On December 2, 2020, Chicago rapper G Herbo and a bevy of his associates were indicted on 14 federal charges, ranging from wire fraud to identity theft.
With fans unclear on the status of Herbo’s apprehension, the hashtag #freeherbo trended on Twitter; Herbo later took to social media to confirm that he was released on an unsecured bond. Two weeks later, Herbo addressed his fans’ concerns through a new track and corresponding video, pointedly titled “Statement.”
Clocking in at 2 minutes and 42 seconds, the drill phenom’s video defies standard norms for handling federal charges, with Herbo rapping “But anyway, said enough of that, let’s talk about this paper/Let’s talk about them jets, yeah, let’s talk about Jamaica/ Ask about me, I ain’t never been a fraud, I went hard/From the start, in my city I’m a god, motherfucker.”
The track is enveloped in bombastic and unrepentant production, courtesy of Southside and Hollywood Cole, augmented by a sample of the distinctive “chipmunk soul” melody of “I Really Mean It” by The Diplomats, a career-defining track for the Harlem crew, with the opening notes of Major Harris’ “I Got Over Love” flipped by super-producer Just Blaze to braggadocious new heights.
It’s hard to understate how monumental of a track “I Really Mean It” is to those who call Harlem home; the hit single is so beloved that a childhood friend of mine and his wife entered the reception of their wedding triumphantly rapping the lyrics, “y’all niggas dreamed it, I’ve seen it/Body warm, heart anemic (I really mean it).” Released in 2003 on the Diplomatic Immunity, album, the trio of Cam’ron, Jim Jones, and Juelz Santana (with additional contributions from Freekey Zeekey, Hell Rell, Max B, and other affiliates) made their mark in the music scene after being introduced as the Dipset on Cam’ron’s third album, Come Home With Me. Unrestrained and unrepentant, they bared their teeth on tracks such as “Dipset Anthem” and “Bout It Bout It... Part III,” pairing it with flamboyant fashion and lifestyles.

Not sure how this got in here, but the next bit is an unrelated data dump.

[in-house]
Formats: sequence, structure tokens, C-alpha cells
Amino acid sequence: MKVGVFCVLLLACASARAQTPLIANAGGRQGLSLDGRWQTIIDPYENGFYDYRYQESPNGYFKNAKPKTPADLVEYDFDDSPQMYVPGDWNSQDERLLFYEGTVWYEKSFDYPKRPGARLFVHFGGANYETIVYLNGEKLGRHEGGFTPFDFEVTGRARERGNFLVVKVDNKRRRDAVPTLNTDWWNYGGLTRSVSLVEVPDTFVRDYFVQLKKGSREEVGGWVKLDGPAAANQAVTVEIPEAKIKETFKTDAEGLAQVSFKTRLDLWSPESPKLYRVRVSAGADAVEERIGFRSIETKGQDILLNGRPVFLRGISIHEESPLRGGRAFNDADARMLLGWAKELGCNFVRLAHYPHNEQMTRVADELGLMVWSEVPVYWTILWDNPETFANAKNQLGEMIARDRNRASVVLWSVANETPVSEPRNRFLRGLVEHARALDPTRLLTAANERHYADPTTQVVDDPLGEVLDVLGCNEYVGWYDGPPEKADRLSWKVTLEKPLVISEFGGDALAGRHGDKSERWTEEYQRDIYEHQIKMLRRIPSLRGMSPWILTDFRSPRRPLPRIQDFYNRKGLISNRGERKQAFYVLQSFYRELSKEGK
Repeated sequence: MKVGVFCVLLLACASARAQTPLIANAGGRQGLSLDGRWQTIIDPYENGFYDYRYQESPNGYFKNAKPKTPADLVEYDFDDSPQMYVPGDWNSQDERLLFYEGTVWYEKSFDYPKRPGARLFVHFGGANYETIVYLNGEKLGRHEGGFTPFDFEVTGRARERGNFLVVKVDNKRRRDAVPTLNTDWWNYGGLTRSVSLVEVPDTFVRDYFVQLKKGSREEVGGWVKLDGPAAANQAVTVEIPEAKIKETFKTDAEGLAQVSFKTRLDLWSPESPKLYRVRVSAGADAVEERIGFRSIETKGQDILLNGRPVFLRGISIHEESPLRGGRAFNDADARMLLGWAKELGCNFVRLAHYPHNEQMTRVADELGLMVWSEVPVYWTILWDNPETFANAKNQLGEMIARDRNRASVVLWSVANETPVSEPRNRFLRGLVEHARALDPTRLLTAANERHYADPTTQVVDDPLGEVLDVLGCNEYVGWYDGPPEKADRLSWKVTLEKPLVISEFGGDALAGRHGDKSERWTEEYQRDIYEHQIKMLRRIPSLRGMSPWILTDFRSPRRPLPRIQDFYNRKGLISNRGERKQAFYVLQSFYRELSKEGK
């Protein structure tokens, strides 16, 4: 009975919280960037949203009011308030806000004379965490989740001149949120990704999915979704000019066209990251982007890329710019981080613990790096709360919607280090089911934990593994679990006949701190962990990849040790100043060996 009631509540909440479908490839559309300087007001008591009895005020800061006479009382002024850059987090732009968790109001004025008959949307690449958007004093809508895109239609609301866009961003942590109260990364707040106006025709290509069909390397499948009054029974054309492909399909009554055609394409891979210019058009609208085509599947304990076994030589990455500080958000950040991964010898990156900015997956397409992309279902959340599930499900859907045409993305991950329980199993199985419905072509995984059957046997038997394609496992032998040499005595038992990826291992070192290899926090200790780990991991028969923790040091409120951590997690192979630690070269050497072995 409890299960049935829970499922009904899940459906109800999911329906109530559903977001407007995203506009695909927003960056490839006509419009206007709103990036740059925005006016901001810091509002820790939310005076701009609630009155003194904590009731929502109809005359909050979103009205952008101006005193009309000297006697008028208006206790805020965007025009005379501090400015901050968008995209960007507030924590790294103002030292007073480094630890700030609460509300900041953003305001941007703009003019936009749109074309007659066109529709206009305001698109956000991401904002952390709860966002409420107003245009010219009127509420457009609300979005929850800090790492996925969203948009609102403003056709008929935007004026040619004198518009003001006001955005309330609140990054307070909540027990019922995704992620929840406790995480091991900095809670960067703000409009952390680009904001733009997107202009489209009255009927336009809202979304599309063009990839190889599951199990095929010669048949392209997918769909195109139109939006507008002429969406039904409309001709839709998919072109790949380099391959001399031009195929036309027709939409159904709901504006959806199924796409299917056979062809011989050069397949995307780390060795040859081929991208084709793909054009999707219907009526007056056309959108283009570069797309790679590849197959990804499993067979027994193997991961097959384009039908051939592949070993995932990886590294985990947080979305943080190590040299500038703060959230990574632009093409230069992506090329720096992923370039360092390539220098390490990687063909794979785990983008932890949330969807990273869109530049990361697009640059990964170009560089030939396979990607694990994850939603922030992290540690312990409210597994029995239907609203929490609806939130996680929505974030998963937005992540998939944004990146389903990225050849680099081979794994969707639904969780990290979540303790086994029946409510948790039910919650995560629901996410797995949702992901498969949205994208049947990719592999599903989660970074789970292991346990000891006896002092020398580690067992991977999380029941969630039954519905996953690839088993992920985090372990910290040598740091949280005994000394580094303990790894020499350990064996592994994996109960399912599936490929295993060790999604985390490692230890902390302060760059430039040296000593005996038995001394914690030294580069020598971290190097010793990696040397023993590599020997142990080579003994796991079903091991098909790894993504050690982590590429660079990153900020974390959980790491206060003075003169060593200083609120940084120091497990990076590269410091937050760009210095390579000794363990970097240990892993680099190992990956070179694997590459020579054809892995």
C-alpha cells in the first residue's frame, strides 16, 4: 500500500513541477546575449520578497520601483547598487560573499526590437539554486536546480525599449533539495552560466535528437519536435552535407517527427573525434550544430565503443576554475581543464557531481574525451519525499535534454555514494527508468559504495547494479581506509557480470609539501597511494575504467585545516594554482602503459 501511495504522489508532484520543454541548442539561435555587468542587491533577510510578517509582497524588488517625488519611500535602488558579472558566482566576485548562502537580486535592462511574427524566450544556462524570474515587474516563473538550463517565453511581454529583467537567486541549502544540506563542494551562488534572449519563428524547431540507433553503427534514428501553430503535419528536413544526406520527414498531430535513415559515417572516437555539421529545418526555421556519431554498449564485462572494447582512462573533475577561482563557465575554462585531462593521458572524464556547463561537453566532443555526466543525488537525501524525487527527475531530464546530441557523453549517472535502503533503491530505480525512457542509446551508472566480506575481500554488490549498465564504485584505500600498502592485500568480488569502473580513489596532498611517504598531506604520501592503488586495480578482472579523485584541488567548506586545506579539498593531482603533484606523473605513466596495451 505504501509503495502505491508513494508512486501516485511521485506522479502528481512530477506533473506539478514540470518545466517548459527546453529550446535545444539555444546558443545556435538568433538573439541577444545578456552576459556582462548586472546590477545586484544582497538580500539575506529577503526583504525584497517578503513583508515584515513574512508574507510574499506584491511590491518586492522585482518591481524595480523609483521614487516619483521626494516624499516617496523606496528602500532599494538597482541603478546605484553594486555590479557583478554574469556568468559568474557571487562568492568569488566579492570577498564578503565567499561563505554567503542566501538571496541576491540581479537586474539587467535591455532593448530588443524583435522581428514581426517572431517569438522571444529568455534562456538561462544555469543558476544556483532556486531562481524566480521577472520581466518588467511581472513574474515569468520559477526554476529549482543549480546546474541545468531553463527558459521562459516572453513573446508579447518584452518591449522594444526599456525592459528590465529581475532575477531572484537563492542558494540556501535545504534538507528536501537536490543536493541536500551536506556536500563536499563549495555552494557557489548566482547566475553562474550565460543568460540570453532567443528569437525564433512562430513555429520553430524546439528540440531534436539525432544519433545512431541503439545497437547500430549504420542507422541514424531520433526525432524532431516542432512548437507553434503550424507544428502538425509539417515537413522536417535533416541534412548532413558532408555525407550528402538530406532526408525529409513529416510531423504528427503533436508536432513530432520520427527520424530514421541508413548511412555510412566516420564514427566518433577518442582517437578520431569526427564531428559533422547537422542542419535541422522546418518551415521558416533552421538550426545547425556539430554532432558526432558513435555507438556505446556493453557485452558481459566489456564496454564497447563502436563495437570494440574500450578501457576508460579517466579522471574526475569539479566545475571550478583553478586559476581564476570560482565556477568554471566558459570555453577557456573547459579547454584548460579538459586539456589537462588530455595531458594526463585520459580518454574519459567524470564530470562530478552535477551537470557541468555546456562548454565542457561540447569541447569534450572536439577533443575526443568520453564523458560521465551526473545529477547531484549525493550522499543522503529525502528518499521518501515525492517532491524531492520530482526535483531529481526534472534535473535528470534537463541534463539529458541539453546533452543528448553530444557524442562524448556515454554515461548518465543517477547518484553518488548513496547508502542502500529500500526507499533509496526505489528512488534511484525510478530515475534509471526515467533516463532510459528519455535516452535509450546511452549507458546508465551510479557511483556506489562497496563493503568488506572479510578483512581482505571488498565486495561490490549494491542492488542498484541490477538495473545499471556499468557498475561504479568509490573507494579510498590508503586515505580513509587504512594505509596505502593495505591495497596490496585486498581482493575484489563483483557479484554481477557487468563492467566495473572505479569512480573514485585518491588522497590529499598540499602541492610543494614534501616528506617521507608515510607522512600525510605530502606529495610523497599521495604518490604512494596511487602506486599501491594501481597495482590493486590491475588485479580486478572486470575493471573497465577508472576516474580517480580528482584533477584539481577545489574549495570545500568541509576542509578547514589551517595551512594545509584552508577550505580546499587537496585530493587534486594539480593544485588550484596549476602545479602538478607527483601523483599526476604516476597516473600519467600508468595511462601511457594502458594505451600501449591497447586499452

Perennially invigorated by their larger-than-life Harlem swagger, their chosen approach to public visibility felt innately familiar and homegrown; the squad may be ready to run up on you as a unit at a moment’s notice, but they would make sure to look fresh while doing so, from the bandanas down to their chains emblazoned with their iconic emblem—reconstructing the Great Seal of the United States into an eagle with red, white and blue plumage, gripping a pistol in each foot and a scroll in its beak with the words HARLEM WORLD scrawled across it (which would later inspire rapper Future’s Freebandz logo). Their motif emphasized doubling down on the ghetto fabulous aesthetic, not just in the sartorial sense, but in their music as well. They weren’t just from Harlem; they were Harlem.
When The Diplomats are discussed nationally, it becomes easy to minimize their impact in the hip-hop industry to a few big hits over soul samples, iconic skits, and flashy pink outfits. A closer look at their reign, however, showcases just how significant their imprint was and remains. While 50 Cent’s G-Unit is frequently lauded for their mixtape run, it was actually Cam’ron & Co. who broke the existing mold of DJ-produced mixtapes first with The Diplomats Vol. 1, releasing niche classics such as “Oh Boy” and “Come Home With Me” alongside freestyles to popular instrumentals such as “Takeover.”
The Diplomats’ ostentatious behavior was often amplified to absurdist heights, punctuated by moments like the legendary Rap City Basement Freestyle where Cameron Giles chose to deliver his verse while counting the cartoonishly large wad of cash that was in his hand. Cam’ron would take the same antics to the media, startling audiences with his caricature persona, a precursor to the attention-grabbing antics of rapper Soulja Boy. Irreverent conversations like his confrontation with Bill O’Reilly—where he hysterically declared ‘I got dirt on you, dawgie’’—would become hip-hop legend. A few years later, he would be interviewed by Anderson Cooper, where he controversially explained his no snitching campaign—intending to showcase the danger of calling the police on violent offenders in your own neighborhood—calmy stating “If I knew the serial killer was living next to me, I wouldn’t call and tell nobody on them, but I’d probably move...but I’m not putting the signs up, ‘The serial killer’s in 4E.’”